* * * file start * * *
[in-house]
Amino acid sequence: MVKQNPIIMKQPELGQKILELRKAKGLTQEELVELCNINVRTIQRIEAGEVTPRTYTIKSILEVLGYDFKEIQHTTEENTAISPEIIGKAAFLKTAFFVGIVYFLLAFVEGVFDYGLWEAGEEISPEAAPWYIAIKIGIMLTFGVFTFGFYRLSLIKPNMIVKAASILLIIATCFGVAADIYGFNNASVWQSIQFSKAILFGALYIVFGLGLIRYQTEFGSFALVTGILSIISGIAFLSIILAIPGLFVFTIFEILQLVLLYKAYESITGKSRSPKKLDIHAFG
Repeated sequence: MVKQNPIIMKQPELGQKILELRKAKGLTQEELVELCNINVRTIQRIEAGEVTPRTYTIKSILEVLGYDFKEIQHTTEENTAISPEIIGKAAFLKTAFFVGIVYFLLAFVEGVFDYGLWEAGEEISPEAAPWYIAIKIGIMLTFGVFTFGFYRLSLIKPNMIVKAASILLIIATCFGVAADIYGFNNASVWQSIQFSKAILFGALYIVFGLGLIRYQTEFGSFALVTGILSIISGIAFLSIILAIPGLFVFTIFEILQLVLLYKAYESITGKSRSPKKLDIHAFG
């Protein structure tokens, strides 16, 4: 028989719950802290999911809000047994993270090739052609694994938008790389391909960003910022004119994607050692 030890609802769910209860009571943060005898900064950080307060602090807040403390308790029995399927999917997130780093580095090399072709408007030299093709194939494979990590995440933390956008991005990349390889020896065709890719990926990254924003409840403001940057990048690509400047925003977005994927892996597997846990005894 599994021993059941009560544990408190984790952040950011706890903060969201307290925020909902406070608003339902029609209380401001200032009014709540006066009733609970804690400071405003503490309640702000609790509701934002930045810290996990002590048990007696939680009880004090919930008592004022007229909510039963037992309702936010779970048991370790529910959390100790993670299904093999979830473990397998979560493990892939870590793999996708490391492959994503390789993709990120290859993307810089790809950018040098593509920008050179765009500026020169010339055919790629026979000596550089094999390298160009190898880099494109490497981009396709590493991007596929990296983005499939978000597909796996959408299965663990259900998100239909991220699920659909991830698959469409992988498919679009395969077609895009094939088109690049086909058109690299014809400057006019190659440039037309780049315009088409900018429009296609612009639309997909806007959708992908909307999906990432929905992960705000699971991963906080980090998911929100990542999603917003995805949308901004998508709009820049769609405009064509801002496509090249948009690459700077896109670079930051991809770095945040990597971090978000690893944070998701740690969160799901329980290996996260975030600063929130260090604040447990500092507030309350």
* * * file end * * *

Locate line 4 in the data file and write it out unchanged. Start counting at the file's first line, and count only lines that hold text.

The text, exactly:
């Protein structure tokens, strides 16, 4: 028989719950802290999911809000047994993270090739052609694994938008790389391909960003910022004119994607050692 030890609802769910209860009571943060005898900064950080307060602090807040403390308790029995399927999917997130780093580095090399072709408007030299093709194939494979990590995440933390956008991005990349390889020896065709890719990926990254924003409840403001940057990048690509400047925003977005994927892996597997846990005894 599994021993059941009560544990408190984790952040950011706890903060969201307290925020909902406070608003339902029609209380401001200032009014709540006066009733609970804690400071405003503490309640702000609790509701934002930045810290996990002590048990007696939680009880004090919930008592004022007229909510039963037992309702936010779970048991370790529910959390100790993670299904093999979830473990397998979560493990892939870590793999996708490391492959994503390789993709990120290859993307810089790809950018040098593509920008050179765009500026020169010339055919790629026979000596550089094999390298160009190898880099494109490497981009396709590493991007596929990296983005499939978000597909796996959408299965663990259900998100239909991220699920659909991830698959469409992988498919679009395969077609895009094939088109690049086909058109690299014809400057006019190659440039037309780049315009088409900018429009296609612009639309997909806007959708992908909307999906990432929905992960705000699971991963906080980090998911929100990542999603917003995805949308901004998508709009820049769609405009064509801002496509090249948009690459700077896109670079930051991809770095945040990597971090978000690893944070998701740690969160799901329980290996996260975030600063929130260090604040447990500092507030309350």